Problems with your clarinet or saxophone reeds?
- If you buy into the myth that there are only two or three “good” reeds in a box of ten, you are buying the wrong reeds. There are many, many options available to you. When I’ve got the right brand, cut, and size of reed for my mouthpiece and embouchure, easily eight play respectably well right out of the box. Within 15-20 minutes, I can adjust nine or ten to play quite well, and maybe three or four of those at recital quality. I use the steps below and nothing else.
Don’t waste time and cane messing with the topography of the reed’s cut. With all the variation in reeds, the cut is the one thing that is really quite consistent. If you don’t like the cut, shop around some more. If you own a diagram like the one shown here, with elaborate instructions on which tiny sectors of reed you should sand, I recommend that you throw it away.
- Make sure the reed is flat. Many aren’t, and one that was flat yesterday may not be flat today. A piece of 600-grit wet-dry sandpaper held against a piece of glass is the perfect tool for this. Concentrate on the part of the reed that contacts the mouthpiece’s table. For $2, I had a local glass shop cut me a 3″×4″ piece of ¼” glass, with the edges ground smooth. You can also use a mirror or window pane. A flattened reed will respond better and squeak less.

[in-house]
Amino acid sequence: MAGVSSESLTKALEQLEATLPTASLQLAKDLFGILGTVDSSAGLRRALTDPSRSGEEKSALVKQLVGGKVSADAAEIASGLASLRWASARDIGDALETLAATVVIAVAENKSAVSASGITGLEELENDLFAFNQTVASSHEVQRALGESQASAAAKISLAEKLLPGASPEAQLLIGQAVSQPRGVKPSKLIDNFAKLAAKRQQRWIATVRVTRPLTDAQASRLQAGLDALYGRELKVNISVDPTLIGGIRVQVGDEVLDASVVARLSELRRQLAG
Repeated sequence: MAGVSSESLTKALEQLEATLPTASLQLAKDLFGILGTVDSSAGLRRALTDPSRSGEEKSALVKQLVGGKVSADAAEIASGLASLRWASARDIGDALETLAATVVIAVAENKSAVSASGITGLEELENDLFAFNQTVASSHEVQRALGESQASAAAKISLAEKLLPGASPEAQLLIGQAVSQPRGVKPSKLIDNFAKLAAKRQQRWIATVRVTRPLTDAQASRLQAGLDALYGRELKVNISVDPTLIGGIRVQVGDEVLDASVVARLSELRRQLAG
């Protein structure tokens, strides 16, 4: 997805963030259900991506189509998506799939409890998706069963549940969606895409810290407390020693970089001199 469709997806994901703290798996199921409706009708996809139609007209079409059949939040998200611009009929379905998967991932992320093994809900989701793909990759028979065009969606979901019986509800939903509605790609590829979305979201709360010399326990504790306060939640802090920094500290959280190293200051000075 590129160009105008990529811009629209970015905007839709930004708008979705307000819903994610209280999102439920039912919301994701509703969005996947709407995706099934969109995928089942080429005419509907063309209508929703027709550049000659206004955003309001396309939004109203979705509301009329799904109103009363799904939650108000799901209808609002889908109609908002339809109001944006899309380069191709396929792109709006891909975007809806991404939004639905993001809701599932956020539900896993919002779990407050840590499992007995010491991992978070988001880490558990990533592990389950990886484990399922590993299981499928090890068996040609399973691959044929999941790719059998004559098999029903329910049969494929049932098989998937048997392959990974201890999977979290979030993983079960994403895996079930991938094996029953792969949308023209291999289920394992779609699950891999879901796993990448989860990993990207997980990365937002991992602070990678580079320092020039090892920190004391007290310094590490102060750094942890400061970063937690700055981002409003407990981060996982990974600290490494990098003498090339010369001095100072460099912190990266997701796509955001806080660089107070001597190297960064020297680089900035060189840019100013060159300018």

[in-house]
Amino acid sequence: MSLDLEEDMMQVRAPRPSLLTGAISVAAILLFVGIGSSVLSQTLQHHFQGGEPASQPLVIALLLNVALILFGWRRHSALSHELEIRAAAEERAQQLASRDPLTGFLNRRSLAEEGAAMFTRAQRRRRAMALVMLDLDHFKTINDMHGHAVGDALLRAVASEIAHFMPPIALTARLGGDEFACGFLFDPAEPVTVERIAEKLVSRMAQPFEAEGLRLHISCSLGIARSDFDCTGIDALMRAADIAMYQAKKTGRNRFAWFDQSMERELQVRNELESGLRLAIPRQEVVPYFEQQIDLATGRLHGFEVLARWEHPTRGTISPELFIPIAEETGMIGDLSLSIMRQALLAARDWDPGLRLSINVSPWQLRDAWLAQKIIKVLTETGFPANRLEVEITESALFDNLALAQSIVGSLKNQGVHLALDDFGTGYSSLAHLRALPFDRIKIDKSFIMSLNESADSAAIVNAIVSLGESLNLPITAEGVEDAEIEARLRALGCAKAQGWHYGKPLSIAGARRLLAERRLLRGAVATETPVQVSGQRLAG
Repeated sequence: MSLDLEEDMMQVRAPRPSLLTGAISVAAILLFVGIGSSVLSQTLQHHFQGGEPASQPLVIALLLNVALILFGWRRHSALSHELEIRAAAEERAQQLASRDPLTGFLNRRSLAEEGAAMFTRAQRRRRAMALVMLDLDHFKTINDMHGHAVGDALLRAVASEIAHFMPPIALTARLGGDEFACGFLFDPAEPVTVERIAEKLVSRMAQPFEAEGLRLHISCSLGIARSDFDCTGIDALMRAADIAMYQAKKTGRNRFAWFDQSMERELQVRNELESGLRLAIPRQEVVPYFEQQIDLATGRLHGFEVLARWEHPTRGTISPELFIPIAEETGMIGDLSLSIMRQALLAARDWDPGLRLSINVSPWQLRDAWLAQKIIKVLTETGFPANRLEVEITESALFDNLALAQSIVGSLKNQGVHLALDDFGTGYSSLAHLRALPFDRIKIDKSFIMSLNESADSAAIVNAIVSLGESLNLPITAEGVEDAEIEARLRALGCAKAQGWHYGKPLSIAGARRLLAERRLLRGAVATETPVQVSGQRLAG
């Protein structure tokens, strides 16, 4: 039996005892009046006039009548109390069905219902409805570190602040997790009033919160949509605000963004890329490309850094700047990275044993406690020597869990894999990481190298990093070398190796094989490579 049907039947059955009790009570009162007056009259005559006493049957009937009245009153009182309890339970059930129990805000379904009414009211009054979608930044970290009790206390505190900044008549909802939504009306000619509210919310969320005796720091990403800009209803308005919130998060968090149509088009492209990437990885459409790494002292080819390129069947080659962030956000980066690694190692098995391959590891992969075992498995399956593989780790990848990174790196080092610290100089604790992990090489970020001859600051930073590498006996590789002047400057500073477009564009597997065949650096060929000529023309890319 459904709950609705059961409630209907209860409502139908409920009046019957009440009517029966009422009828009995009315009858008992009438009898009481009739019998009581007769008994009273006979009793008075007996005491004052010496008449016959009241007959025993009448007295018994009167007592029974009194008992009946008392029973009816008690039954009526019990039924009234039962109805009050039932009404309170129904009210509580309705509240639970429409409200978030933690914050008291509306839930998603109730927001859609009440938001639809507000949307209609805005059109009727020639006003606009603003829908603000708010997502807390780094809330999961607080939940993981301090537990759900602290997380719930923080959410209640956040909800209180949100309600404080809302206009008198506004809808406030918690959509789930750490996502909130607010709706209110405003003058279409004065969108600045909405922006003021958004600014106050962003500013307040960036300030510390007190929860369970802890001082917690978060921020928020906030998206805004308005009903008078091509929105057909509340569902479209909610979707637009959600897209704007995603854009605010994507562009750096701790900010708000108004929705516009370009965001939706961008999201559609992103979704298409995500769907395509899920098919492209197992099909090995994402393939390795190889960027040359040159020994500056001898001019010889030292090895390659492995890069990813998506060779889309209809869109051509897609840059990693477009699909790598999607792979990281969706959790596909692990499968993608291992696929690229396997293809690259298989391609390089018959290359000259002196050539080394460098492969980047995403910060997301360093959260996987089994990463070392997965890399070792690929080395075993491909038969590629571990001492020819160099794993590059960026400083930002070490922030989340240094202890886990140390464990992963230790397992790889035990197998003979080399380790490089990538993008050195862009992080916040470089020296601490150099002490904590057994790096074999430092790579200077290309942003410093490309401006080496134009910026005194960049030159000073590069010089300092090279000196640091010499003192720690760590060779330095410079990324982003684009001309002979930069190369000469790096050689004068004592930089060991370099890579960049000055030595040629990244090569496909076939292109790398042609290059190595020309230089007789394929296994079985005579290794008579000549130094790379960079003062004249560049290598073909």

- Balance the corners. This is the one exception I make for changing the reed’s cut. Well-balanced reeds have a nice clear tone and respond reliably throughout the instrument’s range and at any dynamic level. I find that balancing the corners can correct for much of the asymmetry of a typical reed. Even a reed that already seems pretty good can often be improved. Tom Ridenour’s method is dead simple and strikingly effective—required reading.
- If absolutely necessary, clip the tip using a high-quality reed trimmer. I do this to maybe one in twenty reeds. I do it to make a reed feel a little stronger. Clip off the tiniest possible amount at first—a little clip goes a long way. It’s very rare that I clip off more than a tiny bit, and if I do, it rarely works out well.